Marks & Spencer has published an interactive map that reveals for the first time 690 of the British department store’s clothing and home-goods suppliers. The online tool debuted on Thursday as part of the retailer’s annual report—its first under new CEO Stephen Rowe, who took over the reins from Marc Bolland in April. In addition to its 2016 “Plan A” sustainability report—fun fact: about three-quarters of its products now include some kind of eco-friendly or ethical element—Marks & Spencer also issued its inaugural dedicated human-rights report, covering seven salient issues the retailer says it believes it has the greatest influence over: discrimination, freedom of association, living wages, working hours, forced labor, health and safety, and water and sanitation.
NO PLAN B
As a recent signatory of the United Nations Global Compact, a set of 10 principles designed to help businesses take actions that advance social and environmental goals, Marks & Spencer says it is committed to “respecting internationally recognized human rights…throughout [its] business operations, including [its] extended supply chain.”
According to Rowe, the retailer plans to “embed respect for human rights” as part of its business strategy by 2020.
“In the past nine years, we have made good progress on environmental issues through our sustainability program, Plan A, but we recognize there is more to do in understanding and addressing our human-rights impacts,” Rowe wrote in the introduction of the human-rights report. “We know on many of these serious issues we cannot do it alone; we have to work in collaboration with other businesses, civil society and government to encourage responsible and inclusive economic development and greater respect for human rights.”
The “more to do” Rowe mentions may be related to a recent Labour Behind the Label study that criticized the department store for reneging on its promise to promote “fair living wages” for the people who make its clothes.
Six years after Marks & Spencer pledged to, in its own words, “implement a process to ensure our suppliers are able to pay workers a fair living wage,” starting with South Asia by 2015, many of its workers in factories in Sri Lanka, India, and Bangladesh continue to live in “abject poverty,” the workers-rights group said in February.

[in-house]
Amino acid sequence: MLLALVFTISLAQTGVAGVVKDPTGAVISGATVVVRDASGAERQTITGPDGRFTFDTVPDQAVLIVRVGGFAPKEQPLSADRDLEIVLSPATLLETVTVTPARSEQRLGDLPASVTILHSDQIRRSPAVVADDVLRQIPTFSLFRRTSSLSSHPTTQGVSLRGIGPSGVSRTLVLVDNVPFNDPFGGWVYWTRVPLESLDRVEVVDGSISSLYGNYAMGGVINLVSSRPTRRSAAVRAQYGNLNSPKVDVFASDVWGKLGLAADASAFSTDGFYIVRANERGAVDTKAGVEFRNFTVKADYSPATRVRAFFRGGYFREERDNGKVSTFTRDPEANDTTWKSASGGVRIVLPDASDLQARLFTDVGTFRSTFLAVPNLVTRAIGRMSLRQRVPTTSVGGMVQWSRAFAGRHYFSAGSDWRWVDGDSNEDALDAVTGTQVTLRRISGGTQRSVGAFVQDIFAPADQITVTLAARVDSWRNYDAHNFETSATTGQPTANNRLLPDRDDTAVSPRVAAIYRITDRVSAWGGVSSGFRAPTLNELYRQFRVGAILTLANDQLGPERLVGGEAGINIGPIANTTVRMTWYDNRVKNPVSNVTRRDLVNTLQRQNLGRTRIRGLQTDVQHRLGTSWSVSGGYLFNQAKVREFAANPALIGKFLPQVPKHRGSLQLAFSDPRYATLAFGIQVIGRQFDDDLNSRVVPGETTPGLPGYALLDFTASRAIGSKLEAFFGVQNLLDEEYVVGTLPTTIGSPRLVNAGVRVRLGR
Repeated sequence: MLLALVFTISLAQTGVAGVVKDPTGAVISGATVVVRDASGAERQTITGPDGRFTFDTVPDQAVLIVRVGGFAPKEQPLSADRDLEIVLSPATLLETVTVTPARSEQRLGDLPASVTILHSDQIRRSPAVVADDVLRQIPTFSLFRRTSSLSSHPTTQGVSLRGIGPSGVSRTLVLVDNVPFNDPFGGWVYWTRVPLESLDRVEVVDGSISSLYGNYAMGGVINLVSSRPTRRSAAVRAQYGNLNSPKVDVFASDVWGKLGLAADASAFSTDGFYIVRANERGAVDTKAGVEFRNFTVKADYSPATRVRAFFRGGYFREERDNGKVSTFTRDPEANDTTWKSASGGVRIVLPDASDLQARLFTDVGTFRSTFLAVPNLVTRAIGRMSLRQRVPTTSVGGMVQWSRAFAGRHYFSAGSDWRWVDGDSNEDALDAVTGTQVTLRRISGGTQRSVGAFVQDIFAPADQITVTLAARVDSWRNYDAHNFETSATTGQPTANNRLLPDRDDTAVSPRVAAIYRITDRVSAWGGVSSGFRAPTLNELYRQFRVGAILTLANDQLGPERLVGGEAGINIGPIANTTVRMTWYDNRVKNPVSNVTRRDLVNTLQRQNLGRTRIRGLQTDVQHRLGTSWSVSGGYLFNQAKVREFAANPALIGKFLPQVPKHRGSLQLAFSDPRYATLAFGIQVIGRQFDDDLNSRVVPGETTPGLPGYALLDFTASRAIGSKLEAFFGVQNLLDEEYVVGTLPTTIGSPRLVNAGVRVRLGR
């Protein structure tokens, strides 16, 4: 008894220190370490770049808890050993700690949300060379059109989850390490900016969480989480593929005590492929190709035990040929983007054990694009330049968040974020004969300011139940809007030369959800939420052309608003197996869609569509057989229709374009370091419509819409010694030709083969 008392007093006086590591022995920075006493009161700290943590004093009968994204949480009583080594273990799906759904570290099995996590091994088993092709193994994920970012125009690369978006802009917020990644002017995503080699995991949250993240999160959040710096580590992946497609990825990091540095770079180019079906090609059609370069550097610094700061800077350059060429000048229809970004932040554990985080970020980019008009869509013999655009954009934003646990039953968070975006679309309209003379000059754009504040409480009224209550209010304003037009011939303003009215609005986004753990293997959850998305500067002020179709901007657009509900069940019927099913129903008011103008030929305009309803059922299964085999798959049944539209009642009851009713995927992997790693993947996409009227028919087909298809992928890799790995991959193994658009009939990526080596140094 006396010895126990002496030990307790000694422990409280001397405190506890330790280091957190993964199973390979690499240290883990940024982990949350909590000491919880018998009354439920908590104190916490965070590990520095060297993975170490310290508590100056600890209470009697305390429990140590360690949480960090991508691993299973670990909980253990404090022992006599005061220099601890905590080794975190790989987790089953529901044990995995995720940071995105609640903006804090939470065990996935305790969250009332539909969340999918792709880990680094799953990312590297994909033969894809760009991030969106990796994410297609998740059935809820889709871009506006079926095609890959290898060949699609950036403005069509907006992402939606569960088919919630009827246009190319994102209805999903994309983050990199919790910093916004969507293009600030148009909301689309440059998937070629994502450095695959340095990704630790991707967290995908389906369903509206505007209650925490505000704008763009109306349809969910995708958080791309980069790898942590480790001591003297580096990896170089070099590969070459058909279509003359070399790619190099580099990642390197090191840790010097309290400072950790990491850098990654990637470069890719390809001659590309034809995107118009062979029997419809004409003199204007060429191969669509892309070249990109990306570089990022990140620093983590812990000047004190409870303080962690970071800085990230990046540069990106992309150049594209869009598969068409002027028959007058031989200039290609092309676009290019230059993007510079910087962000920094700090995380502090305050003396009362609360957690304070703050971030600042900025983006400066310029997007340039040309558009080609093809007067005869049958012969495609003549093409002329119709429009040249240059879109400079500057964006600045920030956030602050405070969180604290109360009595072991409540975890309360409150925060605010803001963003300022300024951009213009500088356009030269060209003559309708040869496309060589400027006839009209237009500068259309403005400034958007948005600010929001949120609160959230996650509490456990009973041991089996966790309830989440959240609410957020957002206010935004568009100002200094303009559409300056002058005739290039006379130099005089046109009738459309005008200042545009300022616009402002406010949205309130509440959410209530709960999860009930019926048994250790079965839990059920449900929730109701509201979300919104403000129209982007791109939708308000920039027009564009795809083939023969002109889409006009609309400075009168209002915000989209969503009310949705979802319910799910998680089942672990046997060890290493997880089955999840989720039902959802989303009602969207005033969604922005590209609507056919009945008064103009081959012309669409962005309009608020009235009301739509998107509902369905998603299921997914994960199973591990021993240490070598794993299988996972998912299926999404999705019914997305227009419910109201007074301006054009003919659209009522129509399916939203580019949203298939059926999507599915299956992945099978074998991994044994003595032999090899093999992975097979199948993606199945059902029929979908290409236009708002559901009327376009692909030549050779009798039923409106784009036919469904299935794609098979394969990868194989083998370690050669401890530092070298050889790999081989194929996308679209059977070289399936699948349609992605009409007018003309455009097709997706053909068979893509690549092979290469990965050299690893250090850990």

“It’s great to see that M&S has disclosed its clothing suppliers,” Liana Foxvog, director of organizing and communications at the International Labour Rights Forum, told Ecouterre. “When a company refuses to disclose their suppliers—like unfortunately most apparel brands continue to do—we must ask: what are they hiding?”
Still, Foxvog would like to see Marks & Spencer extend its reach a little more.
“In addition to the initial step of disclosing cut-and-sew factories, we encourage companies to be transparent about where their textiles and cotton come from,” she said. “The cotton industry is plagued with forced labor and yet most apparel companies haven’t disclosed their cotton suppliers.”
Anna McMullen, who helped author the Labour Behind the Label study, echoed Foxvog’s sentiments. Transparency, McMullen told us, isn’t about the quantity of information a brand or retailer provides so much as the quality.
“Marks & Spencer have long confused consumers with clever wording about workers’ rights commitments, so it is great to see that they are now coming out with real information about their supply chain,” she told us. “But it could go much further. Transparency isn’t just about more data—what is needed is data that is useful in measuring whether workers’ rights were respected.”
“We hope that M&S can move on to disclose, for example, average wages, average overtime, whether there is a union and/or [collective bargaining agreement] at the factory, names and contact details for factory management or grievance processes, audit reports and more,” she added. “Only with this sort of data can workers’ be empowered to hold brands to account on their rights in M&S supplier factories.”
In light of all this, Rowe’s remarks in Marks & Spencer’s report seem almost prescient.
“We are still learning on this complex topic and I’m sure we will learn more from the feedback on this report,” he wrote.